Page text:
Start your Meteor app


    This guide is going to help you start developing your Meteor applications at SourceLair and make the most out of SourceLair's capabilities.

    This guide assumes that you already have a SourceLair account.


    Meteor is a full-stack framework for building JavaScript applications. Its server-side code runs inside a Node.js container so in order to start your Meteor app in SourceLair you need to create a Node.js project with a MongoDB connected to it. When you create a Node.js project, SourceLair launches a Node.js container running nodemon that reloads your server on change.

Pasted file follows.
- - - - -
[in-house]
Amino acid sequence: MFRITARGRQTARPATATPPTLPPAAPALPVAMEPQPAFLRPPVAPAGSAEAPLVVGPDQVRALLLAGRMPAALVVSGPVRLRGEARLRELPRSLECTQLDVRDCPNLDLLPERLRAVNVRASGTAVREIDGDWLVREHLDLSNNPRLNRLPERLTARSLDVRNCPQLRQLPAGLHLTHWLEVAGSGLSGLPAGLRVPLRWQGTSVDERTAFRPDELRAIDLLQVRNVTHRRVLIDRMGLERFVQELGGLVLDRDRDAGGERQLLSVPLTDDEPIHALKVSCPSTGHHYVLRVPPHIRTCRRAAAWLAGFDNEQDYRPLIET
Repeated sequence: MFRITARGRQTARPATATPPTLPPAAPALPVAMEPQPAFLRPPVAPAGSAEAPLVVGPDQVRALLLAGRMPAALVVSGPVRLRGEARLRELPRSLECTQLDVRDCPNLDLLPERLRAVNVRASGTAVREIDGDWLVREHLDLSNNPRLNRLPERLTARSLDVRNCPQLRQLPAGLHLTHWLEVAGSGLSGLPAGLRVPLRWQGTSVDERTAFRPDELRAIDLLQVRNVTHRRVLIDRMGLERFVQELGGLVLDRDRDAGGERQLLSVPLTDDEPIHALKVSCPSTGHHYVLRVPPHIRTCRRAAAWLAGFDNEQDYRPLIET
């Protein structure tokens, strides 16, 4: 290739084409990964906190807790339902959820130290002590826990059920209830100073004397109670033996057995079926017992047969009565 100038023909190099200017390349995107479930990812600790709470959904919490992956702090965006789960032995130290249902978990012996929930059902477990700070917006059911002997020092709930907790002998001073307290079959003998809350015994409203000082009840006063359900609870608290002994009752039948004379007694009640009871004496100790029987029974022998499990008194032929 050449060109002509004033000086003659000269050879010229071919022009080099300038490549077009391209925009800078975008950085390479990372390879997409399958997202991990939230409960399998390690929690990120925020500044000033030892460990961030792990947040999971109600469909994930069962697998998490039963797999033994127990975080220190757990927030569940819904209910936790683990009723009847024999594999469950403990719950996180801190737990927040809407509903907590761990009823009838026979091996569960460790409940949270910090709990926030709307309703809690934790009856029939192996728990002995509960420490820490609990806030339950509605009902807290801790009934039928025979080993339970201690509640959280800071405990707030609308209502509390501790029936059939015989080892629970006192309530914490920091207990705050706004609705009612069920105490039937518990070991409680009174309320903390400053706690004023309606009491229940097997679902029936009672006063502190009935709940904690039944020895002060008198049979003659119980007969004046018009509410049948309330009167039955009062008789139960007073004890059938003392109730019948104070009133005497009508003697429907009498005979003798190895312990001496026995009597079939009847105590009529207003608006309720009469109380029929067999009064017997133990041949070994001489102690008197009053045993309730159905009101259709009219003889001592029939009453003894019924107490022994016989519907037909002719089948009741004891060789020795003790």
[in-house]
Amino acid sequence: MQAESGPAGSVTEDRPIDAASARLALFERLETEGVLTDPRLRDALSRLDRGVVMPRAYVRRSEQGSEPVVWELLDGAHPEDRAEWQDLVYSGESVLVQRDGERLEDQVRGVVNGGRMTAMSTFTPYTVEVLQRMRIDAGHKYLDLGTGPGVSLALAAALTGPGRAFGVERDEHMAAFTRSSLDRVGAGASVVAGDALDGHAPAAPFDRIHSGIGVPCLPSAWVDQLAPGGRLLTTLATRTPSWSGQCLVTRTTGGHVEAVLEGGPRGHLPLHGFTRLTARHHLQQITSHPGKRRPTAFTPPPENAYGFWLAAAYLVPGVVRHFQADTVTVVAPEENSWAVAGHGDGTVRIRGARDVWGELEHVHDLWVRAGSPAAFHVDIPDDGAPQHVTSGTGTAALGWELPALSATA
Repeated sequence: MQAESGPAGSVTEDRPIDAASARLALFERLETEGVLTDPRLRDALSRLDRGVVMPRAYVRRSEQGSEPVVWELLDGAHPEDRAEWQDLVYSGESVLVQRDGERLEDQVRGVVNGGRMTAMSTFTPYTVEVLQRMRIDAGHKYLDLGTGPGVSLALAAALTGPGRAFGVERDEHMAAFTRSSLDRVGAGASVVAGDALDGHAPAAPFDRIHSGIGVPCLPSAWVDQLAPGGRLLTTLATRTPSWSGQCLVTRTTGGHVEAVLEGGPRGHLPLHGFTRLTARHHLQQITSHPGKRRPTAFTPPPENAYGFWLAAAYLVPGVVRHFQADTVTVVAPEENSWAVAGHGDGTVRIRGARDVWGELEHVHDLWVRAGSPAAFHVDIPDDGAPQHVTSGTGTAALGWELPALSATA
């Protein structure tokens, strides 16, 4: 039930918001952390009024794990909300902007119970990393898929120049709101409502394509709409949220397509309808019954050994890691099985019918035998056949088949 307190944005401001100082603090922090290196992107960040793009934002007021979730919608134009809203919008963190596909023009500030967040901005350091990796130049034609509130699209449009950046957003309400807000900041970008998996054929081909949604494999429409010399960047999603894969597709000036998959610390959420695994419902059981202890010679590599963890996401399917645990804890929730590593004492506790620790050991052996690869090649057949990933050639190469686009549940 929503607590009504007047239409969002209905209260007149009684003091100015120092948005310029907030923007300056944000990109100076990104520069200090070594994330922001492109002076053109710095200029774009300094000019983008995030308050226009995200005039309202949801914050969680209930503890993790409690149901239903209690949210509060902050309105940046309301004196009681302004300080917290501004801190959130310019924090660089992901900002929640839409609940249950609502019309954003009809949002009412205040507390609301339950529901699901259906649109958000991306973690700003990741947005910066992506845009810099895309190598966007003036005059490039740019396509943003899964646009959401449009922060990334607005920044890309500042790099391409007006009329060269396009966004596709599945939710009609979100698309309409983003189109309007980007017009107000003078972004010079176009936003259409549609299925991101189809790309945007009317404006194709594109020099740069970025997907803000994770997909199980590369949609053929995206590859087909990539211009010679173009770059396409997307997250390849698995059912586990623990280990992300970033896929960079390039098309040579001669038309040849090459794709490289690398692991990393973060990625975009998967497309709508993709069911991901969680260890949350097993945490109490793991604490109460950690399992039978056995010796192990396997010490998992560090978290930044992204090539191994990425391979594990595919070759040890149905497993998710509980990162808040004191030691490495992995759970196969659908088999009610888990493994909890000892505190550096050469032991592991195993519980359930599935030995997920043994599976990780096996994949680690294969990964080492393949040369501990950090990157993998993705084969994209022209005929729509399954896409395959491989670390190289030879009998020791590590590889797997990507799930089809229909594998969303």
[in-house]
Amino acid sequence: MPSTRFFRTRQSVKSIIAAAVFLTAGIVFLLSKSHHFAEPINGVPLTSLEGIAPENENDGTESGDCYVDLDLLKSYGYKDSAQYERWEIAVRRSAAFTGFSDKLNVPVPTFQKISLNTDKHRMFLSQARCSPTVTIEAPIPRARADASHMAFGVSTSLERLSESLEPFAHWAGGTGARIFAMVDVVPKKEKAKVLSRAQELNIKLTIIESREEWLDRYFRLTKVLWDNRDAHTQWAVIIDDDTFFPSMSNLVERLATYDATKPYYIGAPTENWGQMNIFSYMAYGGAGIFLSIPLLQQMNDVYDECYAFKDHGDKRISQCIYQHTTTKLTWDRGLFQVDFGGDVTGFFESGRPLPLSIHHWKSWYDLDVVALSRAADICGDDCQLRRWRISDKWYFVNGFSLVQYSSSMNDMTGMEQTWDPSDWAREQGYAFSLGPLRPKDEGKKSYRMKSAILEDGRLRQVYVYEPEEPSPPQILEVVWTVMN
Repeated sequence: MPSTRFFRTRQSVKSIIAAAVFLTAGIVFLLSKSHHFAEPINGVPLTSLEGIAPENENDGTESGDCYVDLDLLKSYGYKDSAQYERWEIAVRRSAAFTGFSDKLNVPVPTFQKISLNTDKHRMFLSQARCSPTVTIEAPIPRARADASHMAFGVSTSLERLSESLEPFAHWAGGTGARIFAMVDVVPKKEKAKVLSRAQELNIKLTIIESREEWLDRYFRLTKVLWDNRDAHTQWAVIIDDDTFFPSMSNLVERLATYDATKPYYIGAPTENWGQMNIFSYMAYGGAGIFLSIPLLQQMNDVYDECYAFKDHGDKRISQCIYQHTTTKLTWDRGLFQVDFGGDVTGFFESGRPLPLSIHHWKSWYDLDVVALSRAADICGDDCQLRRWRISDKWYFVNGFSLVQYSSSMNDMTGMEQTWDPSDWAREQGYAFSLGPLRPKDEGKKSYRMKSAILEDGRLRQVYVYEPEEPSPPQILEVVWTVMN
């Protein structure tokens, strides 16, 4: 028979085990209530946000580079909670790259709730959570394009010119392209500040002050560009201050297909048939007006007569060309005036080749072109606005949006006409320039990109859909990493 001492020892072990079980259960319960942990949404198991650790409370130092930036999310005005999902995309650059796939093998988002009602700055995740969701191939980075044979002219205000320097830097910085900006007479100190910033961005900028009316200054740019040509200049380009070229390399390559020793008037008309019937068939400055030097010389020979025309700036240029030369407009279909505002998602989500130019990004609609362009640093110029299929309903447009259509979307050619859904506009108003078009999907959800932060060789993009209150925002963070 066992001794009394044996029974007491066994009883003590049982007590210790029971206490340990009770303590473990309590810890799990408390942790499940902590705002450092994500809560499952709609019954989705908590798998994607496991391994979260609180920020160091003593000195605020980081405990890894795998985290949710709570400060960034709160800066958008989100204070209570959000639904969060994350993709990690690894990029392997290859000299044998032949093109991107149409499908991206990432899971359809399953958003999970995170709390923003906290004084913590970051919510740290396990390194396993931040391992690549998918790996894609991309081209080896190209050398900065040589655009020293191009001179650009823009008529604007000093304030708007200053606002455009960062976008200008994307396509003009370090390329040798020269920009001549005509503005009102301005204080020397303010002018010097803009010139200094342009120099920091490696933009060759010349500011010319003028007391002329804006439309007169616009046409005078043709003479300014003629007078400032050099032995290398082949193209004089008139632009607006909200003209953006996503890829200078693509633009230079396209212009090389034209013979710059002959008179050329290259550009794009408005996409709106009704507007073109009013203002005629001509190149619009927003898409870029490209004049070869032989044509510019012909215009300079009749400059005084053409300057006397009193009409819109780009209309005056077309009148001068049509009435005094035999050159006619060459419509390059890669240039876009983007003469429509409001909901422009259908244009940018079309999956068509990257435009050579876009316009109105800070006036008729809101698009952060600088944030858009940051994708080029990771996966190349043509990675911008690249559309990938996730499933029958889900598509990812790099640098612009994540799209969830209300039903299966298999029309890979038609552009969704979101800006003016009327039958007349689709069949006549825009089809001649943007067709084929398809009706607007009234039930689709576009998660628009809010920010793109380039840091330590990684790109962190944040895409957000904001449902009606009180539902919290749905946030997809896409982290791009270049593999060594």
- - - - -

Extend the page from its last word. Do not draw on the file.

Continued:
To start coding your Meteor app you need to install Meteor and configure your server in SourceLair.

    Delete default files

    Meteor starts with its own skeleton, so it's better to delete the default files that come with the Node.js project type in SourceLair. To delete everything except .git directory run the following command in your terminal:

    $ rm -r !(.git) 2>/dev/null

    Install Meteor

    To install Meteor you have to run the following command from your fully featured terminal:

    $ curl | sh

    Note: Press enter without entering a password when prompted (3 times).

    Configure the environment of your project

    You need now to export the meteor executable in your terminal's path:

    $ echo PATH=$PATH:/mnt/user/.meteor >> .env

    And run the following command to update your environment:

    $ eval $(cat .env)

    Configure server command